~ three parts mad, and the fourth delirious, with perpetual rushing of hard times ~ Dickens

Wednesday, June 27, 2012

On 6/27/2012 11:48:00 PM by Unknown
 
In my class 12, our teacher was teaching us bacterial taxonomy. And, he said “Beware Escherichias, we are reading Bdellovibrio.” The first impression was it was some kind of Bacteriophage, but we were damned to hear that it was actually a bacteria. While I remembered the incident, I almost forgot the name of  the bacteria. It was untill yesterday, that I was reading about Virophage(sputnik.. isnt it a funny name?), I remebered what my teacher said then.
While surfing Internet I went thorough one blog, which read, “A mild ocean breeze plays over the water surface, dispelling any notion that danger lurks in the murky depths. However, a gruesome event is about to occur as a silent attacker speeds forth toward an unsuspecting victim. In a furious collision, the savage meets its target and whittles its way into the body of the innocent prey. Once inside, the transformation begins - the predator ceases its frenzy and prepares to multiply. The host is reduced to a protective cocoon, supplying food and shelter for the growing parasite. Within hours, the nourishment is drained and the ghost-like shell of the host bursts open to release a new generation of deadly predators. And all the while, the waters remain still...’’
This, actually summarizes what Bdellovibrio actually is. The Bdellovibrio (which literally means "curved leech") make a living by attacking and devouring other bacteria, and are found in diverse environments such as marine and fresh waters, sewage, and soil. The predatory bacterium Bdellovibrio bacteriovorus eats its prey-larger bacteria, such as Escherichia coli, from the inside, an example of the imaginative lengths to which some prokaryotes will go to make a living.  Discovered in 1962, their lifestyle has made them hard to follow with conventional tools. It has typically two phases in its lifecycle, Attack phase and Growth Phase.


In attack phase, B. bacteriovorus swims at high speed using a single sheathed polar flagellum with a characteristic dampened filament waveform. Once B. bacteriovorus has collided with a prey cell, Gram negative Bacteria, it remains reversibly attached to it for a short "recognition" period , after which it becomes irreversibly anchored via the pole opposite the flagellum. Before invasion of the prey cell can be achieved, B. bacteriovorus generates a small opening in the prey cell's outer membrane and peptidoglycan layer, which is ultimately resealed. A mixture of hydrolytic enzymes is applied in a locally targeted manner that prevents excessive damage to the prey and counters diffusion.Once inside, the attacker loses its flagellum and prepares for the multiplication process.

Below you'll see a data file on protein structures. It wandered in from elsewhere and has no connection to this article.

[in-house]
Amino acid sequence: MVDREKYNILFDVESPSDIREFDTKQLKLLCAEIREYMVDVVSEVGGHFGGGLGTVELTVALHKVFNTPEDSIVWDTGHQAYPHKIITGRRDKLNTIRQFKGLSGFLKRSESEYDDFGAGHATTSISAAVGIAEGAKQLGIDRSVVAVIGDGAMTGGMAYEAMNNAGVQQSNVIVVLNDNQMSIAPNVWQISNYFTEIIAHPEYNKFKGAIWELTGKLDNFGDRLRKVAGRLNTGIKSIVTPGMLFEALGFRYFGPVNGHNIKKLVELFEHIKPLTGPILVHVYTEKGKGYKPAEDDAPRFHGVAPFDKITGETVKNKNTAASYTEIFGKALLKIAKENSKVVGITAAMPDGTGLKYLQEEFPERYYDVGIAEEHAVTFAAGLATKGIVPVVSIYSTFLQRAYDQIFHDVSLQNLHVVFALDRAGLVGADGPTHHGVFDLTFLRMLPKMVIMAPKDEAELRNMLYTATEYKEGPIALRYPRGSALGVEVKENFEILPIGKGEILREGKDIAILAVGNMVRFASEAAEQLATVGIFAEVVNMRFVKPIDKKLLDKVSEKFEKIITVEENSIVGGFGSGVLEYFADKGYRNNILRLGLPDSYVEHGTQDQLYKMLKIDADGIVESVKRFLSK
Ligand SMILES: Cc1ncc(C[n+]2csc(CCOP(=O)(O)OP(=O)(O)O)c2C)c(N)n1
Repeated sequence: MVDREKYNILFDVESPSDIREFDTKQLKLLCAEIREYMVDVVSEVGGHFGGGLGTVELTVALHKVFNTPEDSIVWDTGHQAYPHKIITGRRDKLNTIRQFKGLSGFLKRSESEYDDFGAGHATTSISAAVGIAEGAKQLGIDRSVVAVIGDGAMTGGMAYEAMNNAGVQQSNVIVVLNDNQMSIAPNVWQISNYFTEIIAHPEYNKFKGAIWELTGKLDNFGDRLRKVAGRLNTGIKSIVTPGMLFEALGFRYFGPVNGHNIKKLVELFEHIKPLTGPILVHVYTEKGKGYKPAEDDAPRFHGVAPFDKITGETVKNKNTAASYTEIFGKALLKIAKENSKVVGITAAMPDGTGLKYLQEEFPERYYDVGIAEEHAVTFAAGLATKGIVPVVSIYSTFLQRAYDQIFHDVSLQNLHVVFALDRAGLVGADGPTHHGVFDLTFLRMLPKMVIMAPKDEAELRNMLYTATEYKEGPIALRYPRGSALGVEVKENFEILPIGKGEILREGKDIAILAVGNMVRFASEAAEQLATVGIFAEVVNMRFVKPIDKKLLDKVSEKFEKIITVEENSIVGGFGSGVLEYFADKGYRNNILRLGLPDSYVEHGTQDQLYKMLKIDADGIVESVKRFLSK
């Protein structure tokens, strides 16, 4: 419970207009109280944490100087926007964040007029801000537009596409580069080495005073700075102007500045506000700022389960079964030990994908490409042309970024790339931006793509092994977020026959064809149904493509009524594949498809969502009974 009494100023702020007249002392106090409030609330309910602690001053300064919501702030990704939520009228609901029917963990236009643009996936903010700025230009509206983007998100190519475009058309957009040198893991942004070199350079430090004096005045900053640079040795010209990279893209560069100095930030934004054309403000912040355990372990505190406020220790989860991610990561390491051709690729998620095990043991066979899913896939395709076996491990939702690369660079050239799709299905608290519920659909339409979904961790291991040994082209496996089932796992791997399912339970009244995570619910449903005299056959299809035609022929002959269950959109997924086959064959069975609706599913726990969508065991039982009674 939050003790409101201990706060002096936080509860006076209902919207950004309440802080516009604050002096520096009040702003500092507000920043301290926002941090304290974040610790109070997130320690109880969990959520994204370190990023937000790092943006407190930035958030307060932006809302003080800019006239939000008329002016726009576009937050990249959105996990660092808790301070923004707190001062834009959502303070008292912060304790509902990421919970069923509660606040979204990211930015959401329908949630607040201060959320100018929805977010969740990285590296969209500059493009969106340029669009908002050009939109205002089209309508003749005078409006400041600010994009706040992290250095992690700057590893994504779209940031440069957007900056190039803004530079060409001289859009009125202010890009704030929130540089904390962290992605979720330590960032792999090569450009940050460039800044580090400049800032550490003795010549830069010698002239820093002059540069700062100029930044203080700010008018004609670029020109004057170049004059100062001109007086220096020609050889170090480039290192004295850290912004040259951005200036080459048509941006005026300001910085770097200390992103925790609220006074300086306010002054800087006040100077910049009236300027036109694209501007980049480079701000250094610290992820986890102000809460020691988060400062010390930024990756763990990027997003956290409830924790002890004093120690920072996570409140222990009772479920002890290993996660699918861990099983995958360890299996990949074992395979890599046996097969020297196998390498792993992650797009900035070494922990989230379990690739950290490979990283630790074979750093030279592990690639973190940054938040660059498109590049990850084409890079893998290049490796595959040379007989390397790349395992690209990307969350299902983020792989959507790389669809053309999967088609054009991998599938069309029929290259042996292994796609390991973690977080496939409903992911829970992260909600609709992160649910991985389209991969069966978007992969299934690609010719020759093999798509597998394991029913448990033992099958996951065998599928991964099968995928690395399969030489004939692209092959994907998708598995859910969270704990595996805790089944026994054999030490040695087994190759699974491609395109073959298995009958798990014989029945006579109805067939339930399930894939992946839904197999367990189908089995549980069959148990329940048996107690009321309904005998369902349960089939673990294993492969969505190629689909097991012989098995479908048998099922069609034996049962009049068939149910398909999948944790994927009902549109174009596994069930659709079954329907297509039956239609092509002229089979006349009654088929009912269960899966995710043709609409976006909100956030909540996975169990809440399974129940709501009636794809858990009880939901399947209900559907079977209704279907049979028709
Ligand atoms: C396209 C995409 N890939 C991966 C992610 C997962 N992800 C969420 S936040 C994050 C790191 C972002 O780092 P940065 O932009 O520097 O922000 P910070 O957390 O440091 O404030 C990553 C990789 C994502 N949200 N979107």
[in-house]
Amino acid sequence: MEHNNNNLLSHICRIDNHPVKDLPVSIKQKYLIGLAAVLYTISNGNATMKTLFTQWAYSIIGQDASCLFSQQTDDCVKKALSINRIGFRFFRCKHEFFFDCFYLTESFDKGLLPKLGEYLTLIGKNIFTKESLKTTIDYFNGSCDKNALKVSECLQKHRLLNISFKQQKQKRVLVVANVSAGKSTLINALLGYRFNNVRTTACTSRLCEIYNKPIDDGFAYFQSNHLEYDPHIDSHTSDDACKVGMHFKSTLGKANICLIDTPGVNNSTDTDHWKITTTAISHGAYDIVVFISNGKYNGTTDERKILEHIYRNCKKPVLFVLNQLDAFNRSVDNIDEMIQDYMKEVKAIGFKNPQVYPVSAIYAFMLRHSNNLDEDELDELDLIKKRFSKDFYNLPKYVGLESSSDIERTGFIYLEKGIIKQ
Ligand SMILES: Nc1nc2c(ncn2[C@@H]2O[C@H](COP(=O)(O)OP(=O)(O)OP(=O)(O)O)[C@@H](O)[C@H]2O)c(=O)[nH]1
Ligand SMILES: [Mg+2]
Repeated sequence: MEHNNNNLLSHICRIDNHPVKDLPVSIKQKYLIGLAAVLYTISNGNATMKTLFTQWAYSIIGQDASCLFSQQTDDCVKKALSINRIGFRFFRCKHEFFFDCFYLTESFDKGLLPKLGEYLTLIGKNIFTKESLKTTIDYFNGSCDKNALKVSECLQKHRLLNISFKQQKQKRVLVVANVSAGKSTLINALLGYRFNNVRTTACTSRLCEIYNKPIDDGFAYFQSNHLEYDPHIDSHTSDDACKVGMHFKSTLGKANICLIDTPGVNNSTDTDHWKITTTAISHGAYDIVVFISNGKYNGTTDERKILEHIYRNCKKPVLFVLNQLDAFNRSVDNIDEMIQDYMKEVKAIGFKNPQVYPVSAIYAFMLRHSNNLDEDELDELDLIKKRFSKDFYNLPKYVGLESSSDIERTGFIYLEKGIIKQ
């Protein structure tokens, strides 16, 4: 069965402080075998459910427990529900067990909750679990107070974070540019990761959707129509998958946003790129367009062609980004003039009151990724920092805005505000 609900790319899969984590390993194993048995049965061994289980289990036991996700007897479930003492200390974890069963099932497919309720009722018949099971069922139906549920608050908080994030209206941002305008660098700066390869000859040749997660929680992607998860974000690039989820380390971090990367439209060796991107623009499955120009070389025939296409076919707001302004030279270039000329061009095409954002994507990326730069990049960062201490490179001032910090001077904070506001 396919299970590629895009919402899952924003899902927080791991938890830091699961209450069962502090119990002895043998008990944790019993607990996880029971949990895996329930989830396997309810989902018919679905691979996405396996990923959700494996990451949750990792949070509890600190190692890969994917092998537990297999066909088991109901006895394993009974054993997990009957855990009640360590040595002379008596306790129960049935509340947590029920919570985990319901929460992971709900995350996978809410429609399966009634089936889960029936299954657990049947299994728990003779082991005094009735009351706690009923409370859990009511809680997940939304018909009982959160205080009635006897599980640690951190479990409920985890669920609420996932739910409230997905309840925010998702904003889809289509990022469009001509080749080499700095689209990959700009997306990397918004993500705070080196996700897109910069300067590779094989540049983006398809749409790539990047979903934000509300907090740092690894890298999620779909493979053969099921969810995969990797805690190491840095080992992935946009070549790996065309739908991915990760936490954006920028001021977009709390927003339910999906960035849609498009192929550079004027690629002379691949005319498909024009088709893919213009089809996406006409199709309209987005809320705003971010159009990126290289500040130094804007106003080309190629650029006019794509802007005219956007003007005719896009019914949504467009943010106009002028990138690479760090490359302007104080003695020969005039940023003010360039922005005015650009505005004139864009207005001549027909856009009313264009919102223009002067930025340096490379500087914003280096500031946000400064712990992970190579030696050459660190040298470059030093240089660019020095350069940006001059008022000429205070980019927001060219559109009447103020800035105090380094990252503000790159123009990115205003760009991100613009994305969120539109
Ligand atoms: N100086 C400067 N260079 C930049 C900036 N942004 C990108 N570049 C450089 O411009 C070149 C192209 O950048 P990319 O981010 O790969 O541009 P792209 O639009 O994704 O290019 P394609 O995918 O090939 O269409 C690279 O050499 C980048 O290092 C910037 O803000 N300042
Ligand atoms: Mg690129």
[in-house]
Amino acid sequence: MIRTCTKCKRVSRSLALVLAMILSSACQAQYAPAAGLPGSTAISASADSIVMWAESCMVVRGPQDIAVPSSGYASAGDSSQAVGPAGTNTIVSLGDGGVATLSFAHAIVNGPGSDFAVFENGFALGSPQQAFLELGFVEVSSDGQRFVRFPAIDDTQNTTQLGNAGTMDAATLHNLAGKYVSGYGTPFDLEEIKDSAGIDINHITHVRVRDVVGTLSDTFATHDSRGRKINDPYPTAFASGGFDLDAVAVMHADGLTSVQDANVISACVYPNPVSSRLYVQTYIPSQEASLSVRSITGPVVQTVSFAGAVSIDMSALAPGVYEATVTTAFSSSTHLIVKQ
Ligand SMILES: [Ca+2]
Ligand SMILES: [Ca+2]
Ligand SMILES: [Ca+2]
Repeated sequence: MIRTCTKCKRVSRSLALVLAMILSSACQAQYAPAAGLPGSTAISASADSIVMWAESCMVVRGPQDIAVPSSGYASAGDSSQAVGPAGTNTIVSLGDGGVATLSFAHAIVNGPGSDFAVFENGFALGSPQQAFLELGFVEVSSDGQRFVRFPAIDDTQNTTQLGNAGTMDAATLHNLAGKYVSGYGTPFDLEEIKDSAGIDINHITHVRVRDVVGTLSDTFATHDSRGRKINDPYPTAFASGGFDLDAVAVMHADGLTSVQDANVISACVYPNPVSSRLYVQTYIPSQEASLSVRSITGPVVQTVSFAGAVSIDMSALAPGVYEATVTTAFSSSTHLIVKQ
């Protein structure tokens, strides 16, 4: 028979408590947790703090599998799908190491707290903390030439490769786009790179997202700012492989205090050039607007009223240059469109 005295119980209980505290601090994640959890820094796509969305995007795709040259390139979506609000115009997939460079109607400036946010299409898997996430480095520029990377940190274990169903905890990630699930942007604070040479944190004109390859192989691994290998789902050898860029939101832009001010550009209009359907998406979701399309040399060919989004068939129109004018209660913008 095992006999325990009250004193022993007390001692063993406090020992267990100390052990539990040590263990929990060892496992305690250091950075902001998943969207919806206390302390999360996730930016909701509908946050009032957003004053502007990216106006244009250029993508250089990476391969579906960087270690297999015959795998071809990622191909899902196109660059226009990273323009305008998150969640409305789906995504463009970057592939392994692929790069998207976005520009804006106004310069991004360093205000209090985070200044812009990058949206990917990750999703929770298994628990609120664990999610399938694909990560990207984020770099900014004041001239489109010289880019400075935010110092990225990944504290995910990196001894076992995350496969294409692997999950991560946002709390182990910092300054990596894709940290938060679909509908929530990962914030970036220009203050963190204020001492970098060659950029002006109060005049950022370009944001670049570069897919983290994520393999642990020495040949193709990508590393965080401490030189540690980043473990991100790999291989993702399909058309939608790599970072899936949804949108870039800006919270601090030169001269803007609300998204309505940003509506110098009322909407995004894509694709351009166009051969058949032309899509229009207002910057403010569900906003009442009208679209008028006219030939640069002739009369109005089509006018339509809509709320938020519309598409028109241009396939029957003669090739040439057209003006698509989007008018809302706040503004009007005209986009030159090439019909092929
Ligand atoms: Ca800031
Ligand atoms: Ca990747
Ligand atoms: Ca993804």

Now the Bdellovibrio is in the growth phase and lies in the periplasmic space of the prey.  During the growth phase the Bdellovibrio becomes immobile.  Also, unlike the attack phase, it can now carryout RNA, DNA, and protein synthesis.  The host cell envelope is converted into a bdelloplast, envelope with drastically altered morphology and composition.  It allows easy access of extracellular and intracellular components to the Bdellovibrio.  The Bdellovibrio uses the hosts cellular components for building blocks in cell division.  This is not to be confused with a virus, Bdellovibrio doesn’t rely on the host cells metabolism.  The invaded cell is used only as a source of organic substrates.  The growth phase cell has indeterminate growth, depending on the quantity and quality of the surrounding environment.  The cell elongates and spirals.  It grows into a septate filament, which fragments into flagellated attack phase cells once growth has ceased.  This causes the host cell to lyse, killing the host cell and freeing the attack phase Bdellovibrio cells to find more prey.
With ‘almost’ virus like characters, Bdellovibrio, actually shows how much the bacterias can accliminate to survive.The area of Bdellovibrio biology is concerned with understanding the metabolic adaptations of the Bdellovibrios life cycle.  This allows us to help define the attack phase and growth phase, give insight into the versatility of bacterial metabolism, and recognize the convergence among many microorganisms dependent on the intracellular environment. There are three main applications the Bdellovibrio is being used for. First, it can be used to detect certain pollutants my measuring the decrease in attack phase activity caused by the pollutant. Second, the Bdellovibrio may play a natural role in water purification. Lastly, the most widely used application is to study the Bdellovibrio for discovery of biochemical and physiological capabilities that have allowed the adaptation of life in an intracellular environment.
Could the host cell be supplying an essential nutrient? A vitamin? Perhaps a protein or two? Studies show that normal Bdellovibrio can multiply without living host cells under certain conditions. If the soluble components are extracted from host cells and fed into a beaker containing only Bdellovibrio, the Bdellovibrio are able to grow and multiply. This suggests that there is a factor which Bdellovibrio needs in order to survive - and only prey bacteria can provide! We are still searching for the factors that control the host-parasite relationship and we are continuing to make new discoveries. Meanwhile, Bdellovibrio remains a fierce predator in the natural environment.